Picketwire Canyon

Dinosaurs left a lasting impression on their route through Picketwire Canyon. | U.S. Forest Service

Staff writer

Walk in the footsteps of dinosaurs – literally – at the oddly named Picketwire Canyon on the Comanche Grasslands south of La Junta. Picketwire, a garbled interpretation of the name of the Purgatoire River that runs through it, offers more than 1,300 dinosaur tracks preserved in stone, the largest set in North America.

The tracks trace a 1/4-mile stretch through the Purgatoire Valley. They were pounded into the ancient mud surrounding the lake that filled this valley 150 million years ago by gigantic plant-eating dinosaurs and predator dinosaurs passed through the area. Partial skeletons of the Camarasaurus and Allosaurus have been discovered.

The tracks of dinosaur youngsters weave around the larger tracks of their parents like those of playful children. The canyon also has Native American rock art, ruins of a mission and cemetery, early Hispanic settlements and a historic cattle ranch.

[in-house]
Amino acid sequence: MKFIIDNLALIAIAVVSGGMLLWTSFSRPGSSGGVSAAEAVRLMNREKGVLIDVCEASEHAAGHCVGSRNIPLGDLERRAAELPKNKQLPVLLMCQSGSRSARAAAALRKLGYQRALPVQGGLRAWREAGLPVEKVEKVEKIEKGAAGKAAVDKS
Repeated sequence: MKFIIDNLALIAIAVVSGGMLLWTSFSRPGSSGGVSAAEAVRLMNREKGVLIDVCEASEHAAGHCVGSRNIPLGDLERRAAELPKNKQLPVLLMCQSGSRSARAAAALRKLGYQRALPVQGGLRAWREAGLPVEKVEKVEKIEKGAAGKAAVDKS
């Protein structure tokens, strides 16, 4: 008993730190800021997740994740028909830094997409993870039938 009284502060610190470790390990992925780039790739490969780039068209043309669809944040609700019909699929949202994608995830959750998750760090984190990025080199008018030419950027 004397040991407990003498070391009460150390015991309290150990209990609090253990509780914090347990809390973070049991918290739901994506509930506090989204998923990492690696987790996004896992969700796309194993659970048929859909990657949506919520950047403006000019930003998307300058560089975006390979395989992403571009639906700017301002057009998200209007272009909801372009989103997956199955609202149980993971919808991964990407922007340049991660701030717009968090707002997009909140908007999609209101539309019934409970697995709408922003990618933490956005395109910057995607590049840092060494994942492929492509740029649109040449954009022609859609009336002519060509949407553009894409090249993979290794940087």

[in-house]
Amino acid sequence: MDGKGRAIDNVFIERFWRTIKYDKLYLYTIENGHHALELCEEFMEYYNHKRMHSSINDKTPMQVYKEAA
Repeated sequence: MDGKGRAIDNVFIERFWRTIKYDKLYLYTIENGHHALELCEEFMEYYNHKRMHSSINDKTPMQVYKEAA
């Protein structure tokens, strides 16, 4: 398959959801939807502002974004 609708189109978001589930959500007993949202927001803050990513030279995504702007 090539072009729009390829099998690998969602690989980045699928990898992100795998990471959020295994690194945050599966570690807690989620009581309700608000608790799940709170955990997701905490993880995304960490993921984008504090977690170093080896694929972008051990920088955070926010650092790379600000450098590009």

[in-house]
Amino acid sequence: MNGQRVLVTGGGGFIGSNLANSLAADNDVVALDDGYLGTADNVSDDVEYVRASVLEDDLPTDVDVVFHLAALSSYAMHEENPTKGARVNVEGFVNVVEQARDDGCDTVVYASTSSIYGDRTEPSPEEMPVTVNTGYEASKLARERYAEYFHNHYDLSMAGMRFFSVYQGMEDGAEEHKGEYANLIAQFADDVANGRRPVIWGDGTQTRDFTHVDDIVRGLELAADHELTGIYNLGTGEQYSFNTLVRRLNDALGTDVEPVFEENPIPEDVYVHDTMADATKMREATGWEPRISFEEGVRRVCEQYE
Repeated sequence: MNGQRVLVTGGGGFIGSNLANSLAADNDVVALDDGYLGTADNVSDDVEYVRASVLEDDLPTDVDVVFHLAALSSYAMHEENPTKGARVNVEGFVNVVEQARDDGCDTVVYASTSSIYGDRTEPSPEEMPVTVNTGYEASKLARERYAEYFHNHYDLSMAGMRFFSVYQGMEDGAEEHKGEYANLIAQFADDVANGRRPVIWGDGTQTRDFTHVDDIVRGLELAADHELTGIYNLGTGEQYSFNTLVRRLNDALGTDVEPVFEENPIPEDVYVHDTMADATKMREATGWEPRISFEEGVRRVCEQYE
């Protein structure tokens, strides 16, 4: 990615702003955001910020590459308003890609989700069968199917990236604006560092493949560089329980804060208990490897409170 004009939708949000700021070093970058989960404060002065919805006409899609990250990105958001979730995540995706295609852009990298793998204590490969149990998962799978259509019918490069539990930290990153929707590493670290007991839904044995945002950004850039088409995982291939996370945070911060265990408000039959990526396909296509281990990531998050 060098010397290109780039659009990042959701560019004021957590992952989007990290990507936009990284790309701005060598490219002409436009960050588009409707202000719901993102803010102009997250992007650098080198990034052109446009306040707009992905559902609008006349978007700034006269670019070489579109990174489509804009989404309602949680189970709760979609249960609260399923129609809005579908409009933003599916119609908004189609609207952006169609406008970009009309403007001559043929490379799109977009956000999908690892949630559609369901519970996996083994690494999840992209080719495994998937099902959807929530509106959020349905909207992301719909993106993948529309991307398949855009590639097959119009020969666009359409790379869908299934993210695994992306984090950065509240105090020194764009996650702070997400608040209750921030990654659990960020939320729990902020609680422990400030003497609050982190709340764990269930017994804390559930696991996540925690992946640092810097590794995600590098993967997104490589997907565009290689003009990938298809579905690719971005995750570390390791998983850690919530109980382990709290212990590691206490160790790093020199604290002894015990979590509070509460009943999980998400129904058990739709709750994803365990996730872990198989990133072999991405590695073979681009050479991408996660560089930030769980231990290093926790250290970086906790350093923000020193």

Rock art images, left by nomadic people passing through in pursuit of game, are up to 4,500 years old.

Eons after the dinosaurs moved on, Mexican pioneers moved into the valley and built the Dolores Mission and Cemetery, sometime between 1871 and 1889. Ruins of both are still visible.

Further on is the Wineglass or Rourke Ranch, founded in 1871 by Eugene Rourke. Rourke’s descendants worked the ranch for 100 years, expanding the original 40 acres to 52,000 by the time it was sold in 1971.

Picketwire is about 25 miles from La Junta on Highway 109 south to county Road 802 and south on County Road 25. A high-clearance vehicle can drive another three miles east on Forest Service Road 500A to a trailhead parking area.

Access into Picketwire Canyon is by foot, non-motorized bicycle and horseback. Follow a hiker and a pair of bikers down the trail on YouTube.

The mission and cemetery are 3.7 miles into the canyon, the dinosaur tracks are another 1.6 miles and the Rourke Ranch another 3.4 miles. Visitors with a four-wheel-drive vehicle may reserve a place on an auto tour guided by Forest Service rangers.

There are three toilets at the parking area but there is no water for drinking in the canyon. It’s not an easy hike and visitors are encouraged to travel with others, to carry a first aid kit and a gallon of water per person and in summer to wear a hat, sunglasses, sunscreen and insect repellant. High-topped hiking boots and long jeans are recommended as cactus is abundant and you may encounter snakes, scorpions and centipedes. Tennis shoes are a good idea for crossing the river, which has unseen drop-offs.

Comanche National Grassland
Timpas Unit Office
1420 E. Third St.
La Junta, CO 81050
(719) 384-2181